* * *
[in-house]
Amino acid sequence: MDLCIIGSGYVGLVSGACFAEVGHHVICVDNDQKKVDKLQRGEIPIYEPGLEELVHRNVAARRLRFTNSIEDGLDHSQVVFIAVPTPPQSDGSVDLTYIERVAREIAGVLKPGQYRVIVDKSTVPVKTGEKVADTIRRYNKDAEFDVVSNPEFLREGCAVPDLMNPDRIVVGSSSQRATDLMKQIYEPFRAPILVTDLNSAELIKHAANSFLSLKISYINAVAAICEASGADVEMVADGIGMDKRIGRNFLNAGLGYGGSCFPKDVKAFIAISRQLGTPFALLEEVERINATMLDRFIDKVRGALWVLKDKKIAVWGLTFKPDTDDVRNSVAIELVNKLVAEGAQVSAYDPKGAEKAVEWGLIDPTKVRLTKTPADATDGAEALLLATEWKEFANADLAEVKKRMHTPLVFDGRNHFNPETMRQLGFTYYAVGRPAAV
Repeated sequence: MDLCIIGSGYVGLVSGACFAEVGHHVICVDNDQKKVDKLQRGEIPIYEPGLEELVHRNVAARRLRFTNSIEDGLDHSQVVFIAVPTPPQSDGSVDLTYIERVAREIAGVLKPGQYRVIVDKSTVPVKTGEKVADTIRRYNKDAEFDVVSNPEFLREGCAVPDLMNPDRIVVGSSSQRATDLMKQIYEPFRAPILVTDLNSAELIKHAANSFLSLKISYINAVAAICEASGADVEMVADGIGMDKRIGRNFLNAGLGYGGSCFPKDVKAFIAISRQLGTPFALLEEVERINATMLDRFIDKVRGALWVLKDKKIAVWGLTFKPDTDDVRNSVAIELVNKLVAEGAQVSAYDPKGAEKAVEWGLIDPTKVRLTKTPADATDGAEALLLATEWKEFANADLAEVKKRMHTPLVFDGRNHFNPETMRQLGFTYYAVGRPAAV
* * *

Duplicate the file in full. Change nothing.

[in-house]
Amino acid sequence: MDLCIIGSGYVGLVSGACFAEVGHHVICVDNDQKKVDKLQRGEIPIYEPGLEELVHRNVAARRLRFTNSIEDGLDHSQVVFIAVPTPPQSDGSVDLTYIERVAREIAGVLKPGQYRVIVDKSTVPVKTGEKVADTIRRYNKDAEFDVVSNPEFLREGCAVPDLMNPDRIVVGSSSQRATDLMKQIYEPFRAPILVTDLNSAELIKHAANSFLSLKISYINAVAAICEASGADVEMVADGIGMDKRIGRNFLNAGLGYGGSCFPKDVKAFIAISRQLGTPFALLEEVERINATMLDRFIDKVRGALWVLKDKKIAVWGLTFKPDTDDVRNSVAIELVNKLVAEGAQVSAYDPKGAEKAVEWGLIDPTKVRLTKTPADATDGAEALLLATEWKEFANADLAEVKKRMHTPLVFDGRNHFNPETMRQLGFTYYAVGRPAAV
Repeated sequence: MDLCIIGSGYVGLVSGACFAEVGHHVICVDNDQKKVDKLQRGEIPIYEPGLEELVHRNVAARRLRFTNSIEDGLDHSQVVFIAVPTPPQSDGSVDLTYIERVAREIAGVLKPGQYRVIVDKSTVPVKTGEKVADTIRRYNKDAEFDVVSNPEFLREGCAVPDLMNPDRIVVGSSSQRATDLMKQIYEPFRAPILVTDLNSAELIKHAANSFLSLKISYINAVAAICEASGADVEMVADGIGMDKRIGRNFLNAGLGYGGSCFPKDVKAFIAISRQLGTPFALLEEVERINATMLDRFIDKVRGALWVLKDKKIAVWGLTFKPDTDDVRNSVAIELVNKLVAEGAQVSAYDPKGAEKAVEWGLIDPTKVRLTKTPADATDGAEALLLATEWKEFANADLAEVKKRMHTPLVFDGRNHFNPETMRQLGFTYYAVGRPAAV